One week every August, a leafy, tranquil island in the middle of the Danube, 10 minutes from the centre of Budapest, is transformed into Europe’s biggest music festival. A total of 382,000 visitors from more than 50 countries pass through the gates of Sziget festival, and the number of foreigners is increasing. In a move reminiscent of Gordon Brown’s professed love of the Arctic Monkeys, a group of Hungarian MPs recently described the event as “Hungary’s third biggest cultural export after Puskas and the Rubik’s cube”. After a week on the island, you can’t help feeling even this is a gross undervaluation.
Grotesquely-costumed heavy metal troupe Gwar kick the festival off in unashamedly indecent fashion on the main stage. Having severed a monster’s head, its neck proceeds to shower the front rows in litres of pressurised blood. Musically talentless (think childish scream with a drumbeat written by a 12-year old) the band rely on sheer shock value to entertain. Yet after they murder a policeman and Hitler ejaculates blood following a bizarre, disjointed dialogue with Jesus, it seems as though they’ve run out of ways to cover the crowd in goo, and they lose the modicum of entertainment value they had.
Fortunately for times like this, Sziget is far deeper than its main stage. Wandering around the island’s smaller venues never disappoints. Rather than corresponding to the bands’ reputations, Sziget’s stages are themed loosely by genre, meaning that there is less mad rushing to cram everything in. The MR2 stage plays host to local talent, which sparkles. Though overshadowed by the big international acts on the main stage, there is no reason to suppose that the Hungarian bands couldn’t hold their own at big English festivals, if their reputation grew enough. Balkan Fanatik electrify with their heady mix of folk, electro and rap, as their MC, Sonia Ferenczi, struts up and down, hurling tightly-rhythmic vocals like a Hungarian M.I.A.
The Hives are the first internationally-renowned act to hit the main stage, and deliver an energetic performance, kitted out in matching sailor outfits. Pelle Almqvist’s cartoon-like arrogance propels his band through a rip-roaring set, but grows tiresome. Instructing the audience to ask for an encore is bad enough; stopping and restarting the final song six times to maximise applause is a step too far. The Hives are good, but not that good.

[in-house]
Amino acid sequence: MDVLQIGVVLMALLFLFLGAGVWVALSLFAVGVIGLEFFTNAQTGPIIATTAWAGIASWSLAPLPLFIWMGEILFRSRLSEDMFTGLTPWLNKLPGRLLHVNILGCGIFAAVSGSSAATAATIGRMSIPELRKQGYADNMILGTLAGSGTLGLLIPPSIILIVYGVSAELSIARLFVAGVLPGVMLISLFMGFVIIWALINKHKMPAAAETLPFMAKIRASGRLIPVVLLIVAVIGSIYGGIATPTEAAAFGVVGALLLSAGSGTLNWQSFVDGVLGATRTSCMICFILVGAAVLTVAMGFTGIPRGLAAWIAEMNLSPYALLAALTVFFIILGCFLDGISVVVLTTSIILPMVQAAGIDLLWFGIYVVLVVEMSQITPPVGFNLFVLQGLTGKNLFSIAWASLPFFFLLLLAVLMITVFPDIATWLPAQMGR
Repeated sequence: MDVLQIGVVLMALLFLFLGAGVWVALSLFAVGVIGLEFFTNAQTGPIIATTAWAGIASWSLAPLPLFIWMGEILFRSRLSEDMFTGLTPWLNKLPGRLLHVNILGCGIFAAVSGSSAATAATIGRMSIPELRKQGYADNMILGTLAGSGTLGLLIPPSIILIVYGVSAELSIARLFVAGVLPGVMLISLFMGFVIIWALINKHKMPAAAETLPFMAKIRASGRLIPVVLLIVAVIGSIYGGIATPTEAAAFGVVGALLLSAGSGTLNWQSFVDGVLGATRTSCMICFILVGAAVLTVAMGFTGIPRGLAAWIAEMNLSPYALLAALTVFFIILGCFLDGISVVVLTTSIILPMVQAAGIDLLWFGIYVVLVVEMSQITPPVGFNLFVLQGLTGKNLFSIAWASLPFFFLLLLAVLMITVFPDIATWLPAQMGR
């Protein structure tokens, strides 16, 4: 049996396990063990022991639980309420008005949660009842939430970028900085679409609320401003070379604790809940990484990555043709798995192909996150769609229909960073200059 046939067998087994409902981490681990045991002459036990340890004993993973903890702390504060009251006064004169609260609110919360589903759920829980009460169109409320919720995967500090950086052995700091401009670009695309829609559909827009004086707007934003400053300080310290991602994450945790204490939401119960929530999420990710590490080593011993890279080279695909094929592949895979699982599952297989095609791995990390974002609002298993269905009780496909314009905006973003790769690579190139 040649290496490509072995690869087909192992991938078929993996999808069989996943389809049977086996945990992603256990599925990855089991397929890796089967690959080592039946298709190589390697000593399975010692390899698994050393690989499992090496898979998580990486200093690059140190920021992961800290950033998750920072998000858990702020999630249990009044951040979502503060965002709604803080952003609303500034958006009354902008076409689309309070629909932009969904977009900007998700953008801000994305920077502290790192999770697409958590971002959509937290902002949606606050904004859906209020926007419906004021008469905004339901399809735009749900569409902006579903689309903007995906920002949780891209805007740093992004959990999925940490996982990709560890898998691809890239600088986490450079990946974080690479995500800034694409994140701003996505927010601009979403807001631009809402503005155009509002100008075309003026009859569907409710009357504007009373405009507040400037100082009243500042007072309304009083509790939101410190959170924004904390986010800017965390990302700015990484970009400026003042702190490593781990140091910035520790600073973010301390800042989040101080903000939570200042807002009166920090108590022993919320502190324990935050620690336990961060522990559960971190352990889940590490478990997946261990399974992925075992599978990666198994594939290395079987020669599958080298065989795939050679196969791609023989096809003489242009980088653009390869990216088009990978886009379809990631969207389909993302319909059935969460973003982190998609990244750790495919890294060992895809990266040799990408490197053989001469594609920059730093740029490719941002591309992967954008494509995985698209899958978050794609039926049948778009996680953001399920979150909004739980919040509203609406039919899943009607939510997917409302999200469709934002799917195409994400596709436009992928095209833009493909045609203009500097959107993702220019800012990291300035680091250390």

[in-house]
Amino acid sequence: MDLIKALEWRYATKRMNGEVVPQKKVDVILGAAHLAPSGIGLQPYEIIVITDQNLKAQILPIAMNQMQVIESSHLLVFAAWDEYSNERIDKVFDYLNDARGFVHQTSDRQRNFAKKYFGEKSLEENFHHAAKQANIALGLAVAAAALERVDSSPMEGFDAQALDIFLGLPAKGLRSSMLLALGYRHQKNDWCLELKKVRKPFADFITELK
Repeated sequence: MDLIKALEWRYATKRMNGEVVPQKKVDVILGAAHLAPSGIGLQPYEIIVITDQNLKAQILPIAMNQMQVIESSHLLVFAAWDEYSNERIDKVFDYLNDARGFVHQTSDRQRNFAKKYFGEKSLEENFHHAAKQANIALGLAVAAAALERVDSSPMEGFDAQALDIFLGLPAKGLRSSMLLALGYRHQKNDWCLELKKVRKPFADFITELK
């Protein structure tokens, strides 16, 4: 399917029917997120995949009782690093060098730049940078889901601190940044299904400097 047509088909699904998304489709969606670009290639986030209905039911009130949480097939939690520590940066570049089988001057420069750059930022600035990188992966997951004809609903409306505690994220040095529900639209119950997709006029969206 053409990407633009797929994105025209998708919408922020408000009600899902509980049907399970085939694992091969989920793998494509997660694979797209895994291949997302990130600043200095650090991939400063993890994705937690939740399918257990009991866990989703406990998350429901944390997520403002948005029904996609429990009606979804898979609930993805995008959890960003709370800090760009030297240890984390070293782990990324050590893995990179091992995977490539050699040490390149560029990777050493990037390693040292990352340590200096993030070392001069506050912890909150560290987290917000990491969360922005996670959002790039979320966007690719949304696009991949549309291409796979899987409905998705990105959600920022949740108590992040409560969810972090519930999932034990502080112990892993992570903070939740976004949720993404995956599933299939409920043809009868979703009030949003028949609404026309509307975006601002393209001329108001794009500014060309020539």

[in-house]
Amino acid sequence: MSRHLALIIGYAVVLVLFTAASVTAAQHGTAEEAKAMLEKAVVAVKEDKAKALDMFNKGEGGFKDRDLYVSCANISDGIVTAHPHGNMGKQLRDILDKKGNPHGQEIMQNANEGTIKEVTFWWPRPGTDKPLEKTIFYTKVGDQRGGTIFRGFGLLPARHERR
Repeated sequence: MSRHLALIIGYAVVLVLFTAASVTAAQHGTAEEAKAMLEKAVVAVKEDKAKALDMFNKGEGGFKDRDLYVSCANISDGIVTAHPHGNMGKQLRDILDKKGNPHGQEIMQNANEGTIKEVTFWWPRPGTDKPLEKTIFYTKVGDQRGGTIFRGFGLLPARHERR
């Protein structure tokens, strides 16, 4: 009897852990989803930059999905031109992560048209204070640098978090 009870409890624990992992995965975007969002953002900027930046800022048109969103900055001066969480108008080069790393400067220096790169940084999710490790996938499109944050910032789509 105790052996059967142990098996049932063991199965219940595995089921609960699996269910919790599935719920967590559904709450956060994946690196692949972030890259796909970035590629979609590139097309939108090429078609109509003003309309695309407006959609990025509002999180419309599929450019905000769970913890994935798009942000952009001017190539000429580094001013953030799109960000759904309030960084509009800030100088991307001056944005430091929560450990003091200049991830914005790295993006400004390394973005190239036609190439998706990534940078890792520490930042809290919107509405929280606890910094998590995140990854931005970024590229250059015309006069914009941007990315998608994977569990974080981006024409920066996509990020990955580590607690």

The normally-perfect scheduling is slightly awry this year, partly as a result of the organiser’s efforts to include festival favourites past and present. This first presents itself as Orquesta Buena Vista Social Club & Omara Portuondo, and they clash awkwardly with both Peaches and Madness. Nevertheless the Cuban veterans light up the World Stage, proving that half a century on, they still have it. 80-year-old Portuondo shrugs off the years as she stalks the stage with aplomb, belting out perfectly controlled lyrical lines and flirting outrageously with anything that moves. Peaches, meanwhile, delights her fans and wins some new ones over in the process, filling the darkened A38-Wan2 stage with crisp electropop and a stage show that gives the likes of Lady Gaga a textbook lesson in high camp.
One of Sziget’s major attractions is the sheer abundance of things to do after the music finishes. Several dance tents keep going until 6am, and the island is dotted with dozens of bars and pubs, which by the standards of most European festivals are dirt cheap (half a litre of beer costs 500 Forints, which is about 1.60.) For the more adventurous, a gargantuan climbing wall finishes with a zip wire across the back of the main stage. However you choose to spend your evening, though, you are thankful for another distinguishing feature of this festival – the lack of separate camping area. Tents are dotted in between the stages, alongside all the major concourses and in the woods around the island’s shores, meaning only a short stagger back to the tent at the end of a hard night’s revelry.